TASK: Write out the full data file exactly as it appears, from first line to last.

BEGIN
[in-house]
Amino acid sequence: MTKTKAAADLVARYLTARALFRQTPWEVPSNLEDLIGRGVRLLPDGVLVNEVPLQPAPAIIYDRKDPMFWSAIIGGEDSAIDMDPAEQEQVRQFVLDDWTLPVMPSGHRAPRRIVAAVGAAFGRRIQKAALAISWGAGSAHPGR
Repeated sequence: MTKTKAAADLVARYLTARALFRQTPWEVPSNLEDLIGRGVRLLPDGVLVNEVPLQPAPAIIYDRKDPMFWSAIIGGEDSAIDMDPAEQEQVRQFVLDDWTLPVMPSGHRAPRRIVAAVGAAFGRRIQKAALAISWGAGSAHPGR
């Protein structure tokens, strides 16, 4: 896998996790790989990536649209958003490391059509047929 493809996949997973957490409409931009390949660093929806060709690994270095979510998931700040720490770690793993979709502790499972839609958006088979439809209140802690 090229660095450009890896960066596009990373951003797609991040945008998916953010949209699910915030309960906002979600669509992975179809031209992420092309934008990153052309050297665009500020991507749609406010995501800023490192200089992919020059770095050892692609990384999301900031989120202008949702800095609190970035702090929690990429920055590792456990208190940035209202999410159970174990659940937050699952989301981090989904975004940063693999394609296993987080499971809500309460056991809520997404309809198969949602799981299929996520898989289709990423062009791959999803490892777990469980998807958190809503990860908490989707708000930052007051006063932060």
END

[in-house]
Amino acid sequence: MTKTKAAADLVARYLTARALFRQTPWEVPSNLEDLIGRGVRLLPDGVLVNEVPLQPAPAIIYDRKDPMFWSAIIGGEDSAIDMDPAEQEQVRQFVLDDWTLPVMPSGHRAPRRIVAAVGAAFGRRIQKAALAISWGAGSAHPGR
Repeated sequence: MTKTKAAADLVARYLTARALFRQTPWEVPSNLEDLIGRGVRLLPDGVLVNEVPLQPAPAIIYDRKDPMFWSAIIGGEDSAIDMDPAEQEQVRQFVLDDWTLPVMPSGHRAPRRIVAAVGAAFGRRIQKAALAISWGAGSAHPGR
């Protein structure tokens, strides 16, 4: 896998996790790989990536649209958003490391059509047929 493809996949997973957490409409931009390949660093929806060709690994270095979510998931700040720490770690793993979709502790499972839609958006088979439809209140802690 090229660095450009890896960066596009990373951003797609991040945008998916953010949209699910915030309960906002979600669509992975179809031209992420092309934008990153052309050297665009500020991507749609406010995501800023490192200089992919020059770095050892692609990384999301900031989120202008949702800095609190970035702090929690990429920055590792456990208190940035209202999410159970174990659940937050699952989301981090989904975004940063693999394609296993987080499971809500309460056991809520997404309809198969949602799981299929996520898989289709990423062009791959999803490892777990469980998807958190809503990860908490989707708000930052007051006063932060």